Detecting VOCs with PID – how it works

07 May 2015

Having recently shared our video on pellistors and how they work, we thought it would make sense to also post our video about PID (photo-ionisation detection). This is the technology of choice for monitoring exposure to toxic levels of another group of important gases – volatile organic compounds (VOCs).

The sensor includes electrodes and a lamp, which is full of a noble gas (often krypton) as a source of high-energy ultraviolet light (UV). The UV light’s energy excites the neutrally charged VOC molecules, so removing an electron.

Having lost an electron, which is negatively (-) charged, the VOC molecule now has a positive (+) charge.  The (+) molecule and the (-) electron collect at oppositely charged electrodes, resulting in a flow of current.  The amount of current flow is directly proportionate to concentration of gas, and is converted to a parts-per-million readout on a detector display.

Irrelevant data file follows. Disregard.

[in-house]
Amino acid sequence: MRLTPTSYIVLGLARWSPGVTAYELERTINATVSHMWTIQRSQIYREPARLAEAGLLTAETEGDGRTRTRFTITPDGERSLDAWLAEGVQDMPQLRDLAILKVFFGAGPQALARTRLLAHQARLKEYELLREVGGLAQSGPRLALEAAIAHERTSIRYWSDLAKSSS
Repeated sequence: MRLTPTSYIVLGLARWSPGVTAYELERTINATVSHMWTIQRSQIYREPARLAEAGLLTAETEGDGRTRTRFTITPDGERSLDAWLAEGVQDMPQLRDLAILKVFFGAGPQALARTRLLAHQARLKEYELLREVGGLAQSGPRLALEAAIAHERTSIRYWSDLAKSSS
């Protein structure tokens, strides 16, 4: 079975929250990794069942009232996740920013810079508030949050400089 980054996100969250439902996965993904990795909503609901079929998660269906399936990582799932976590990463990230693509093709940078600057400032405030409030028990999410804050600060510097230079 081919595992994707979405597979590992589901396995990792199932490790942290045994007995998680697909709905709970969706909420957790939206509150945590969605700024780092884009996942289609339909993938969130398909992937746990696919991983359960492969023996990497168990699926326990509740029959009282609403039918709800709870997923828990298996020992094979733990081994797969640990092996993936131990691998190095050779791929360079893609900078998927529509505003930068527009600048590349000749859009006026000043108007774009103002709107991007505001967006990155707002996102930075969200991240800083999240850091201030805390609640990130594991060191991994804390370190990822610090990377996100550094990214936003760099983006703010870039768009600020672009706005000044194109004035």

The amount of energy needed to remove an electron from a VOC molecule is called the ionisation potential (IP).  The larger the molecule, or the more double or triple bonds the molecule contains, the lower the IP.  Thus, in general, the larger the molecule, the easier it is to detect!

To learn more about the hazards of VOCs, read our blog from 27 Nov 2014, “What are VOCs”, our visit our page “How safe is safe? Understanding VOC safety thresholds” and download our white paper on the subject.

2 thoughts on “Detecting VOCs with PID – how it works

  1. After reading a couple of the articles on your site, I have bookmarked in list. All articles are well written and nice blogging way. high-energy ultraviolet light (UV) (also known as UV radiation or ultraviolet rays) are higher in energy we can use in many prospective.

  2. Hello!

    I’m a student at Johns Hopkins University who’s doing a market research project on PID sensors. I was wondering if you had any experience with PID sensors and the problems they face with lamp contamination. Any information is greatly appreciated, feel free to reach out.

    Joan Golding

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